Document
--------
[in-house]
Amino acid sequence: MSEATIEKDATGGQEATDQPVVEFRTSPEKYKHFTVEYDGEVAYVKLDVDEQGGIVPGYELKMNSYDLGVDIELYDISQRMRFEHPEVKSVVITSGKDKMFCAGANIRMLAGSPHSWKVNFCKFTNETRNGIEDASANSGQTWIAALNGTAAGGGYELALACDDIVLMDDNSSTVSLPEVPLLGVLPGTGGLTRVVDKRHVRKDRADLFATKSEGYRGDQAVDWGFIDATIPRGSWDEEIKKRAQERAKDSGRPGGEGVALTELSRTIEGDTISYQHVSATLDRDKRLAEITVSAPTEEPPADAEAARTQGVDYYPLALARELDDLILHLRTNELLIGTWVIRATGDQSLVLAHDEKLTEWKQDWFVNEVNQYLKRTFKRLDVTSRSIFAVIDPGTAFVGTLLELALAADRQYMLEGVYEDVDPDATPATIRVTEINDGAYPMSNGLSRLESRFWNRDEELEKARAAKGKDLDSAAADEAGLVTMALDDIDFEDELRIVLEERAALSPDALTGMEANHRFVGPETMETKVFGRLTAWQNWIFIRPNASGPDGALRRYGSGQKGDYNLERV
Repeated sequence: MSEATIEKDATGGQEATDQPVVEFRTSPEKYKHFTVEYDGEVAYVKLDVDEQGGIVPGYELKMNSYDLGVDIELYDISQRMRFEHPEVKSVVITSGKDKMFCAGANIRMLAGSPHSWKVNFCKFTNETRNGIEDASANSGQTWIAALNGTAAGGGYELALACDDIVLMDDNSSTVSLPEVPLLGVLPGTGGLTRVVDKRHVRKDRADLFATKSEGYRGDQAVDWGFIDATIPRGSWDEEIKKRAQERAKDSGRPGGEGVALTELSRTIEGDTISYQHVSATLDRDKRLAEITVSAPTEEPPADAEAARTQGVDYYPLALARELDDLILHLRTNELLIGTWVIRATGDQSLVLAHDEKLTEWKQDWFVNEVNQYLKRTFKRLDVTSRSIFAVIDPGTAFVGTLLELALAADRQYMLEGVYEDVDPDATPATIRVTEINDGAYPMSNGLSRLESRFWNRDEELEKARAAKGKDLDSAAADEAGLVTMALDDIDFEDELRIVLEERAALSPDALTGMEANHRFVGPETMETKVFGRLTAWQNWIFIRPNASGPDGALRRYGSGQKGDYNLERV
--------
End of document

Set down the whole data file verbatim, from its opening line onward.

[in-house]
Amino acid sequence: MSEATIEKDATGGQEATDQPVVEFRTSPEKYKHFTVEYDGEVAYVKLDVDEQGGIVPGYELKMNSYDLGVDIELYDISQRMRFEHPEVKSVVITSGKDKMFCAGANIRMLAGSPHSWKVNFCKFTNETRNGIEDASANSGQTWIAALNGTAAGGGYELALACDDIVLMDDNSSTVSLPEVPLLGVLPGTGGLTRVVDKRHVRKDRADLFATKSEGYRGDQAVDWGFIDATIPRGSWDEEIKKRAQERAKDSGRPGGEGVALTELSRTIEGDTISYQHVSATLDRDKRLAEITVSAPTEEPPADAEAARTQGVDYYPLALARELDDLILHLRTNELLIGTWVIRATGDQSLVLAHDEKLTEWKQDWFVNEVNQYLKRTFKRLDVTSRSIFAVIDPGTAFVGTLLELALAADRQYMLEGVYEDVDPDATPATIRVTEINDGAYPMSNGLSRLESRFWNRDEELEKARAAKGKDLDSAAADEAGLVTMALDDIDFEDELRIVLEERAALSPDALTGMEANHRFVGPETMETKVFGRLTAWQNWIFIRPNASGPDGALRRYGSGQKGDYNLERV
Repeated sequence: MSEATIEKDATGGQEATDQPVVEFRTSPEKYKHFTVEYDGEVAYVKLDVDEQGGIVPGYELKMNSYDLGVDIELYDISQRMRFEHPEVKSVVITSGKDKMFCAGANIRMLAGSPHSWKVNFCKFTNETRNGIEDASANSGQTWIAALNGTAAGGGYELALACDDIVLMDDNSSTVSLPEVPLLGVLPGTGGLTRVVDKRHVRKDRADLFATKSEGYRGDQAVDWGFIDATIPRGSWDEEIKKRAQERAKDSGRPGGEGVALTELSRTIEGDTISYQHVSATLDRDKRLAEITVSAPTEEPPADAEAARTQGVDYYPLALARELDDLILHLRTNELLIGTWVIRATGDQSLVLAHDEKLTEWKQDWFVNEVNQYLKRTFKRLDVTSRSIFAVIDPGTAFVGTLLELALAADRQYMLEGVYEDVDPDATPATIRVTEINDGAYPMSNGLSRLESRFWNRDEELEKARAAKGKDLDSAAADEAGLVTMALDDIDFEDELRIVLEERAALSPDALTGMEANHRFVGPETMETKVFGRLTAWQNWIFIRPNASGPDGALRRYGSGQKGDYNLERV